The Mumbai-based firm- Sameep Padora and Associates -has lately finished the stepped temple construction work in Nandyal, Andhra Pradesh. This temple's project design at Nandyal is similar to the 10th-century temple at Tirupati that accommodates two shrines- Balaji and Varahaswamy. Sp+A used black limestone ziggurats in both shrines. SURFACES REPORTER (SR) has brought you more information about this temple which has already been in the news because of its impressive aesthetics and wonderful concept.
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Recharging the Ground Water- Main Challenge
The architects gave utmost importance to bring groundwater to the site because of its location in a dry region of Andhra Pradesh. As per the firm, "Integrating a water pool into the temple complex was one of the most challenging elements as the area chosen for the building was relatively arid."
The surrounding cotton and chilly farms were irrigated through a natural canal system that ultimately had dried up. Therefore, the construction process started with recharging the groundwater. Further, they added soil and planting in the bottom half of the temple that protects the temple against heat and adds a touch of nature's beauty.
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As per the firm, "In the dry terrain of Nandyal, the main concern was to provide a space which would marry the socio-cultural expectations of a temple with the ecological framework and dynamics of and around the site."
The water overflow from the close by limestone quarries was directed to a sunken recharge pit or 'Kund'. The architects then designed this as a social space just like a 'Ghat'- a flight of steps leading down for access to a body of water.
The architects further said, "this negotiation of land and water with steps is a significant part of India's architectural heritage as is seen in the ghats of the ancient city of Banaras (Varanasi)."
The architects used black limestone in the temple's main body, priest's quarters, and the prasad counter. A tank, called 'Pushkarini', encircles the temple with a shallow body of water. Similar black limestone slabs are used to form steps that rise out of the pool.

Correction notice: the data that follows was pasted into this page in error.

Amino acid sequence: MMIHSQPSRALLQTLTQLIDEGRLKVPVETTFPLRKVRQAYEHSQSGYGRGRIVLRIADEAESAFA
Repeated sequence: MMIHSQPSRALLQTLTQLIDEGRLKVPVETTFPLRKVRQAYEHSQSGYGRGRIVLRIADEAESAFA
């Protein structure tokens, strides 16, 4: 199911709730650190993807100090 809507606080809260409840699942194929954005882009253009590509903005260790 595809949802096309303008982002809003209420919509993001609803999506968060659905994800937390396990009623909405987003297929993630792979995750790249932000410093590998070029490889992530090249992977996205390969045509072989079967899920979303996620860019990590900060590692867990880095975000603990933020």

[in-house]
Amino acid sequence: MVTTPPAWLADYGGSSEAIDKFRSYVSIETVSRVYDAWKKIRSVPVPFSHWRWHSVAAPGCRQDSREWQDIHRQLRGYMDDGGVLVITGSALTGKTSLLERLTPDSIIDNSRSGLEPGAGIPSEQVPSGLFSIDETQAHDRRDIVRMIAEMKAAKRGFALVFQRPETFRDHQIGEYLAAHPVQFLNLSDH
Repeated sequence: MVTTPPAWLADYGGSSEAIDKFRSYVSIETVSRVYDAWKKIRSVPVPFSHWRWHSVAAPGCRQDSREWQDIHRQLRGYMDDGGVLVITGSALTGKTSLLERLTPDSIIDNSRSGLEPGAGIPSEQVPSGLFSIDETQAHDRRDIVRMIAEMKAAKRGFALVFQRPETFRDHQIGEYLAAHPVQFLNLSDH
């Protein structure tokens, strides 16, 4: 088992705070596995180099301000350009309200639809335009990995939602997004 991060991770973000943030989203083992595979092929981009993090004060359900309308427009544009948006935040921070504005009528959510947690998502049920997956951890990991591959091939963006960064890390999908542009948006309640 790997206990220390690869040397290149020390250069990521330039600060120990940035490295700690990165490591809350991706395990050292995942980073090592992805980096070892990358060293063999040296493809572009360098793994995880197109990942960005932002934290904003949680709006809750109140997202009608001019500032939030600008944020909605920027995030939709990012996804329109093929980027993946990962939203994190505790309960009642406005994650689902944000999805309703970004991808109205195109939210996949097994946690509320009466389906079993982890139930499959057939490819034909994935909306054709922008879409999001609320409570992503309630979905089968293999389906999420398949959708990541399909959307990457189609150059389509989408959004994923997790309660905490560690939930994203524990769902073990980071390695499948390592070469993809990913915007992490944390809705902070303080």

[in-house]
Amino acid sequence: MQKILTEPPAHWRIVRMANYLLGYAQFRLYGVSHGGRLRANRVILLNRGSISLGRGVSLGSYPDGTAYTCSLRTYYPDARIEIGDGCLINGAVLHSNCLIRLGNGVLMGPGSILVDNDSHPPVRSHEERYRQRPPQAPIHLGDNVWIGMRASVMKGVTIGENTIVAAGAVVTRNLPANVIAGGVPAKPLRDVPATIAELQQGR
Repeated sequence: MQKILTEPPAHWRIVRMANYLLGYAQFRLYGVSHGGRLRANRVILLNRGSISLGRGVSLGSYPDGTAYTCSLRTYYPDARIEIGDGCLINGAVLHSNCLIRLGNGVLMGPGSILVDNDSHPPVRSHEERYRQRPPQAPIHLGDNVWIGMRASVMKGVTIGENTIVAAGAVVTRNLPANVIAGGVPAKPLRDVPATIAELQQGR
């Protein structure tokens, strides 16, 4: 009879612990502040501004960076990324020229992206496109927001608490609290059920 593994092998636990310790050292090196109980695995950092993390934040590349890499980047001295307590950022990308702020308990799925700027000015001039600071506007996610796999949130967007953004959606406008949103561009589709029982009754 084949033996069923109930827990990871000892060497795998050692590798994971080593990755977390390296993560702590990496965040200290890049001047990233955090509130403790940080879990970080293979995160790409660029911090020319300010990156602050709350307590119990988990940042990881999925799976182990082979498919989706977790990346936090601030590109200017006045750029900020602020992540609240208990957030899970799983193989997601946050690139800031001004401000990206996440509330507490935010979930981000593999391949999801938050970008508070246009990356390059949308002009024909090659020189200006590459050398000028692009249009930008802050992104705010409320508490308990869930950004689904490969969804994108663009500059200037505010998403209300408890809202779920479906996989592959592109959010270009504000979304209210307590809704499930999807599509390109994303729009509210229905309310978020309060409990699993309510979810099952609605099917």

These slabs were also optimized to design the stepped forms of the temples.
Andrew Benjamin says, "The design of this temple has been said to be "a relationship between solid and void, between reaching out to the sky and going deep into the ground about accretion and excavation."
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The Larger spire-topped of the temple contains the Balaji Shrine, whilst the smaller one is the Varahaswamy shrine. Spread over an area of 2.5 acres, the project also extends to form public bathrooms, a kitchen for planning choices and the priest's quarter.
"All of the planning was done in dialogue with temple priests who had inputs on what was placed where according to tradition."
The principal architect, Sameep Padora, says, "The temple precinct through its affiliation with the water can take two distinct forms of sacred areas, the temple shikhara – spire earlier mentioned the sanctuary and the kund – stepped water, and integrates it into one manifestation of the sacred precinct."
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Sameep Padora& Associates is a Mumbai based architecture studio that has earlier designed a Buddhist Schooling and meditation center which is known for its well-thought-out plan and design with the usage of rammed earth that contains volcanic dust. Also, the firm created a school library that has an undulating brick roof.
Project Name: Stepped Temple in Nandyal, Andhra Pradesh
Architect: Sameep Padora & Associates
Location: Nandyal, Andhra Pradesh
Area: 2.5 Acres
Year of completion: 2020
Photo Courtesy: Edmund Sumner
Info and Images Courtesy: © Sameep Padora & Associates
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